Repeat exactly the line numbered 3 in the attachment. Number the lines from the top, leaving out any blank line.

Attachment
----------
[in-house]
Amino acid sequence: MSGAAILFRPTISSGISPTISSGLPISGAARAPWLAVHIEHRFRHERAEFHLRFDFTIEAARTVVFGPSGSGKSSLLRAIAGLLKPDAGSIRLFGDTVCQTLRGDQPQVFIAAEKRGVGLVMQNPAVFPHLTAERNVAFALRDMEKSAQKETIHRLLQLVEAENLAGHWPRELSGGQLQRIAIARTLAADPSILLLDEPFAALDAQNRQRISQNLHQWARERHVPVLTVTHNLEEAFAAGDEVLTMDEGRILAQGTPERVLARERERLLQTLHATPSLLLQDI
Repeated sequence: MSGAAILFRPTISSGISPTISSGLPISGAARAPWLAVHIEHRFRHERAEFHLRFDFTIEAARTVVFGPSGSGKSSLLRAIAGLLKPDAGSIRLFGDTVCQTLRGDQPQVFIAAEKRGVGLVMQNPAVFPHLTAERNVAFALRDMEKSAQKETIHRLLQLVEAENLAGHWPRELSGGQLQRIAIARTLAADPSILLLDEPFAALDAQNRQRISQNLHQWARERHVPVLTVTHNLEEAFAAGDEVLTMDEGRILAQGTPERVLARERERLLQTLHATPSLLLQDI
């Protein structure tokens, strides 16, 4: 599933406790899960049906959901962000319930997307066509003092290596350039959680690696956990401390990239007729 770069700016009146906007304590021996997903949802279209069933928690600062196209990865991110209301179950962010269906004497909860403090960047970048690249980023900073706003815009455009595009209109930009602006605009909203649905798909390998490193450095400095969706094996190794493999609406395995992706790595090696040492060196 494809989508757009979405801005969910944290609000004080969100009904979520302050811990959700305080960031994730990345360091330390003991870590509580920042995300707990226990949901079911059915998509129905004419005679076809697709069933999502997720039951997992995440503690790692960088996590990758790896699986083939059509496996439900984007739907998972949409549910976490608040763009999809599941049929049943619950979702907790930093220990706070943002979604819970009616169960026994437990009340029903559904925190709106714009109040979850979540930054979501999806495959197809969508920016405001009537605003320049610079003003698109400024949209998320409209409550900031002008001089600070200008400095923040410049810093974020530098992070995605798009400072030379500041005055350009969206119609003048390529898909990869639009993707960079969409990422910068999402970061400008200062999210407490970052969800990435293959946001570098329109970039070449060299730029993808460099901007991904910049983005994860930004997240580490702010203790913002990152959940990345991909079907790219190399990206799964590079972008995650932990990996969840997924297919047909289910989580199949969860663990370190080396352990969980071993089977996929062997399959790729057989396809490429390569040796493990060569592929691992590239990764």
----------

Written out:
Repeated sequence: MSGAAILFRPTISSGISPTISSGLPISGAARAPWLAVHIEHRFRHERAEFHLRFDFTIEAARTVVFGPSGSGKSSLLRAIAGLLKPDAGSIRLFGDTVCQTLRGDQPQVFIAAEKRGVGLVMQNPAVFPHLTAERNVAFALRDMEKSAQKETIHRLLQLVEAENLAGHWPRELSGGQLQRIAIARTLAADPSILLLDEPFAALDAQNRQRISQNLHQWARERHVPVLTVTHNLEEAFAAGDEVLTMDEGRILAQGTPERVLARERERLLQTLHATPSLLLQDI